How realistic are partnerships? A U.K. case study.
The first is the amalgamation of Granada Television International and LWT International, the second, of Yorkshire Television International and Tyne Tees Enterprises.
The mergers are symptomatic of the upheaval recently experienced by the international sales operations of the regional producer/broadcasters that comprise the Independent Television (ITV) network.
But the question that will eventually need to be answered is whether these two partnerships will work, and if the four participants are in danger of losing their long-established independent identities.
In the last ITV franchise period, which ended last December, the network comprised 15 regional stations, each with a costly sales division. The recession has hurt the world's broadcasters: program acquisition teams are constrained by reduced budgets, and ITV's distribution revenue has dropped. According to the UK government's Central Statistics Office, the total British TV and film industry last year reported its first loss ever in overseas sales - a pounds 45 million deficit (although its figures fail to take co-productions into account). To cut costs and improve profit margins, marriages of some kind were inevitable. But now it is asked did GLWTI and YTTI jump into bed with the right partners?
Industry observers point out that whi Ie other ITV distributors, Central Television Enterprises and the recently formed Scottish Television Enterprises retain their individuality, the former LWT[, Granada TV International, YTVI and Tyne Tees Enterprises threaten to submerge their identities into each other. In fact, when Thames International nearly linked up with Granada. a Thames spokesperson commented that, "It could prove too complex and diminish the individual profits that each company has built."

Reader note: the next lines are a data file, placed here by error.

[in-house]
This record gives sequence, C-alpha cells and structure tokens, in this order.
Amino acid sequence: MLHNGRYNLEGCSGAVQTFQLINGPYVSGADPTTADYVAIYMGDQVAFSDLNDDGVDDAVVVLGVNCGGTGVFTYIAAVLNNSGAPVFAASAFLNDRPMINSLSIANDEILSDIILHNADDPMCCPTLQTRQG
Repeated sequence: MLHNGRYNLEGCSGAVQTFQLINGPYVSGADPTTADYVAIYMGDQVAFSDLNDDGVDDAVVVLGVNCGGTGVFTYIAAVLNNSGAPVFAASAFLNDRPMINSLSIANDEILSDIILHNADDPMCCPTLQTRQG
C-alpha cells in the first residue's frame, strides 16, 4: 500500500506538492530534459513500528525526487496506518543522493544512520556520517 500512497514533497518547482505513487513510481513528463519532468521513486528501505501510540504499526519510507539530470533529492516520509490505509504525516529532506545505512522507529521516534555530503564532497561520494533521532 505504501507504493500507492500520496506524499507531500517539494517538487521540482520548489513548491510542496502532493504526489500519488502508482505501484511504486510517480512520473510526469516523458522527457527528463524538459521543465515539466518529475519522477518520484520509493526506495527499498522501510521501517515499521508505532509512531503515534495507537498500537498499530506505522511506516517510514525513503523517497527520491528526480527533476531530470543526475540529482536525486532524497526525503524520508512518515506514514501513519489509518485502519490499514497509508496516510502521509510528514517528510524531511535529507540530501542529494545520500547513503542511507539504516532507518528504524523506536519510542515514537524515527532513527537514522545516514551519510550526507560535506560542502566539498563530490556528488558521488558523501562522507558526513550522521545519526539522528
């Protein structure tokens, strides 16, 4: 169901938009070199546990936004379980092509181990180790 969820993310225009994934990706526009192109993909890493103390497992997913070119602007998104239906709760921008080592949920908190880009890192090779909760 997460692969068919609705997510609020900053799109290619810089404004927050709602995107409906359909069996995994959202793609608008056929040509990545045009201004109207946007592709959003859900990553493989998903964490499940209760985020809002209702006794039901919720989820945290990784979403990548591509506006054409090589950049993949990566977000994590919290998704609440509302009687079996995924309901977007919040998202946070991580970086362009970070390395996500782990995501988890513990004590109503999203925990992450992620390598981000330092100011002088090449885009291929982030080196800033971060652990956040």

So how solid is the foundation of GLWTI? Although GLWTI takes a commission from sales, all royalties go back to the program's originator. No framework seems to exist to correct the imbalance if the catalog of one partner sells more than the other. And potential co-producers are free to approach either GLWTI, Granada TV or LWT - there is not one central point of communication.
Sydney Perry, chief executive of GLW'FI and former managing director of LWTI, insisted that his company has no fears about suffering an identity crisis. He denied there will be any temptation to promote LWTI's programs more heavily than Granada's. "there is no advantage for us to be biased. Our combined forces mean there is opportunity for growth from a stronger platform." He also refuted allegations that a conflict of interest is expected when chasing pre-sales cash for the respective production arms of Granada and LWT, or that loyalties will be strained when a buyer is seeking a genre of programming available from both.
You have the programs of two great producers whose repertoire is known worldwide," said Nadine Nohr, GLWTI's head of sales. 'The two have also invested time and effort in building the most efficient sales teams. Now there is a coming together of minds because we complement each other in the type of drama we produce. LWT is also strong in light entertainment programming; Granada is strong in documentaries. LWT is a weekend program-maker. Granada is a weekday program-maker. And both companies have been involved in all areas of program exploitation."
With the combined two catalogs, GLWTI will supply one-third of ITV's programs. In 1991 the ITV companies were responsible for about pounds 90 million worth of international sales including co-productions and pre-sales. "We will be the biggest distributor on ITV," Nohr added. Perry said last year's overseas sales. excluding co-production, amounted to pounds 6 million each for the two previous independent distribution arms. GLWTI will bring in at least pounds 12 million in its first year, he said.